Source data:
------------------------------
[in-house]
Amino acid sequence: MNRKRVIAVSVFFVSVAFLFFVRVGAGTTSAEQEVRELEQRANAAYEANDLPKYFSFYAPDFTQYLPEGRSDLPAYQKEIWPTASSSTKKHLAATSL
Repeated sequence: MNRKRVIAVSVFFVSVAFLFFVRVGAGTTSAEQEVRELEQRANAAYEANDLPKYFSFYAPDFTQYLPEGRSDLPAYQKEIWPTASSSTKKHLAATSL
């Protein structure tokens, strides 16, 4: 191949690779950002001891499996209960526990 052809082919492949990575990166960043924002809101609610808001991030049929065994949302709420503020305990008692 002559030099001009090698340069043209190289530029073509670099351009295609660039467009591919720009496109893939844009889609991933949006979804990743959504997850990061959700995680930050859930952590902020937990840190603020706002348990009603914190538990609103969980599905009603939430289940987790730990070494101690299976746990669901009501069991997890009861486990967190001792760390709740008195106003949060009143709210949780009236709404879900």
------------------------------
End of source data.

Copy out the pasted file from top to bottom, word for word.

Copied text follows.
[in-house]
Amino acid sequence: MNRKRVIAVSVFFVSVAFLFFVRVGAGTTSAEQEVRELEQRANAAYEANDLPKYFSFYAPDFTQYLPEGRSDLPAYQKEIWPTASSSTKKHLAATSL
Repeated sequence: MNRKRVIAVSVFFVSVAFLFFVRVGAGTTSAEQEVRELEQRANAAYEANDLPKYFSFYAPDFTQYLPEGRSDLPAYQKEIWPTASSSTKKHLAATSL
């Protein structure tokens, strides 16, 4: 191949690779950002001891499996209960526990 052809082919492949990575990166960043924002809101609610808001991030049929065994949302709420503020305990008692 002559030099001009090698340069043209190289530029073509670099351009295609660039467009591919720009496109893939844009889609991933949006979804990743959504997850990061959700995680930050859930952590902020937990840190603020706002348990009603914190538990609103969980599905009603939430289940987790730990070494101690299976746990669901009501069991997890009861486990967190001792760390709740008195106003949060009143709210949780009236709404879900």